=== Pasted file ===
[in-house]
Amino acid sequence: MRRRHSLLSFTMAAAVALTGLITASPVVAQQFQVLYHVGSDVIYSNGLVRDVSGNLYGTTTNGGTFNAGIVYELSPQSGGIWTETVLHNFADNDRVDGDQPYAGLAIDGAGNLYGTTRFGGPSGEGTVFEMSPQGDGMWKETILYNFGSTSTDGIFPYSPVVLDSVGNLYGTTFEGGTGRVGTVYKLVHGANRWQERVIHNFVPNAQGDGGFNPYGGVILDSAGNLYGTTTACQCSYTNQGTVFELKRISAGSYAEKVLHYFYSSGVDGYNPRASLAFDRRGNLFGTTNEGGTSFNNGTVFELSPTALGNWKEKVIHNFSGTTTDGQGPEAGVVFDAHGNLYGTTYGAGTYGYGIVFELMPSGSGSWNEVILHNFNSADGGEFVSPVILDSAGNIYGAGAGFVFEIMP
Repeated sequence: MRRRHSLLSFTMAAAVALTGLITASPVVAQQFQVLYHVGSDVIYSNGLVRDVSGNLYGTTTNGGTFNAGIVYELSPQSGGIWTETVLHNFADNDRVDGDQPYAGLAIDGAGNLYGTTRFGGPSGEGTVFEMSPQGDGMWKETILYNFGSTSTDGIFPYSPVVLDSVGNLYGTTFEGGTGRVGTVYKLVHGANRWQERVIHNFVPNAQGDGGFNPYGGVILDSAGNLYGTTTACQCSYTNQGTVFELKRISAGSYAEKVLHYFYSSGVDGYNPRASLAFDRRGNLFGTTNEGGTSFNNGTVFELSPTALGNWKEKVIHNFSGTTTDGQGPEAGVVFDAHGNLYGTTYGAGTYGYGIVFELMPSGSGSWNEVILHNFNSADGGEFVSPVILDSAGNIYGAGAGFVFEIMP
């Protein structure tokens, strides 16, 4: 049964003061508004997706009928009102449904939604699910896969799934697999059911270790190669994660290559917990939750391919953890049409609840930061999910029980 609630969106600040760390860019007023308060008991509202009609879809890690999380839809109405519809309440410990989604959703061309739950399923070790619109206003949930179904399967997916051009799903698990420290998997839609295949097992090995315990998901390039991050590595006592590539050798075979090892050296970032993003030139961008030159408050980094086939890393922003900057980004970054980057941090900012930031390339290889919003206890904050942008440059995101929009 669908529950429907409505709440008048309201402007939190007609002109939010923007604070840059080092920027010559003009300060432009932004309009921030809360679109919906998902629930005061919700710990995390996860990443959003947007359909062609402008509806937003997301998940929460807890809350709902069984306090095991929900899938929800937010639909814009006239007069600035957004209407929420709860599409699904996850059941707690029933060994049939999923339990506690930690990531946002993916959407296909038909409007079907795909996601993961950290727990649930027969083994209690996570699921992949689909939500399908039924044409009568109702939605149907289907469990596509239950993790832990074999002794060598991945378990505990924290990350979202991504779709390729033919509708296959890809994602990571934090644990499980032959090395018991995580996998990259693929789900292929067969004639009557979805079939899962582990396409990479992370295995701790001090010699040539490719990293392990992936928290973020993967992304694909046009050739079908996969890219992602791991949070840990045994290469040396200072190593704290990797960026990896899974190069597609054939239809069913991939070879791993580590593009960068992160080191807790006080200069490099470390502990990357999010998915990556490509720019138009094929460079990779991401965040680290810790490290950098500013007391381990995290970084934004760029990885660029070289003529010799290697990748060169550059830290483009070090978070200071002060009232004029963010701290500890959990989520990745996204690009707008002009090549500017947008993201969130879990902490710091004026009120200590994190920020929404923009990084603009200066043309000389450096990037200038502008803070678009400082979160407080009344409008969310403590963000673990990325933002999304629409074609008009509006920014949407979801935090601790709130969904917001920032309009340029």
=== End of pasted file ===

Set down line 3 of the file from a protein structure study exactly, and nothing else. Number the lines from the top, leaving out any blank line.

Repeated sequence: MRRRHSLLSFTMAAAVALTGLITASPVVAQQFQVLYHVGSDVIYSNGLVRDVSGNLYGTTTNGGTFNAGIVYELSPQSGGIWTETVLHNFADNDRVDGDQPYAGLAIDGAGNLYGTTRFGGPSGEGTVFEMSPQGDGMWKETILYNFGSTSTDGIFPYSPVVLDSVGNLYGTTFEGGTGRVGTVYKLVHGANRWQERVIHNFVPNAQGDGGFNPYGGVILDSAGNLYGTTTACQCSYTNQGTVFELKRISAGSYAEKVLHYFYSSGVDGYNPRASLAFDRRGNLFGTTNEGGTSFNNGTVFELSPTALGNWKEKVIHNFSGTTTDGQGPEAGVVFDAHGNLYGTTYGAGTYGYGIVFELMPSGSGSWNEVILHNFNSADGGEFVSPVILDSAGNIYGAGAGFVFEIMP